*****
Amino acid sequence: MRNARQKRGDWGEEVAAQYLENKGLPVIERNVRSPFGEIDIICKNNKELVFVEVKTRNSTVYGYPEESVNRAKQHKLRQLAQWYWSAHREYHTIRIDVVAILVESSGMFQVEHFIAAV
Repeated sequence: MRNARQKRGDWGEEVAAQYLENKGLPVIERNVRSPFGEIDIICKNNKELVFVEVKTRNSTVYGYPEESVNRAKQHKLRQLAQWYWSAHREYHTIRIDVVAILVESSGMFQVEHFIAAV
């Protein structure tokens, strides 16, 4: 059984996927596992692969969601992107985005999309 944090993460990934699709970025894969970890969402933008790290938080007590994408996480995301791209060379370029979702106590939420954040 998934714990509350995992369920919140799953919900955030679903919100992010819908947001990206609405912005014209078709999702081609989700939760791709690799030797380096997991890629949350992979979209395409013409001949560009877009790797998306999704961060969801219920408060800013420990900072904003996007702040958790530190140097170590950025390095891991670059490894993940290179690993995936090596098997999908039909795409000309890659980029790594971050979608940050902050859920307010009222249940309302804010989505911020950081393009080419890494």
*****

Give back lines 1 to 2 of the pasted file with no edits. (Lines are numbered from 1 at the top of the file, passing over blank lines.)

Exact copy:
Amino acid sequence: MRNARQKRGDWGEEVAAQYLENKGLPVIERNVRSPFGEIDIICKNNKELVFVEVKTRNSTVYGYPEESVNRAKQHKLRQLAQWYWSAHREYHTIRIDVVAILVESSGMFQVEHFIAAV
Repeated sequence: MRNARQKRGDWGEEVAAQYLENKGLPVIERNVRSPFGEIDIICKNNKELVFVEVKTRNSTVYGYPEESVNRAKQHKLRQLAQWYWSAHREYHTIRIDVVAILVESSGMFQVEHFIAAV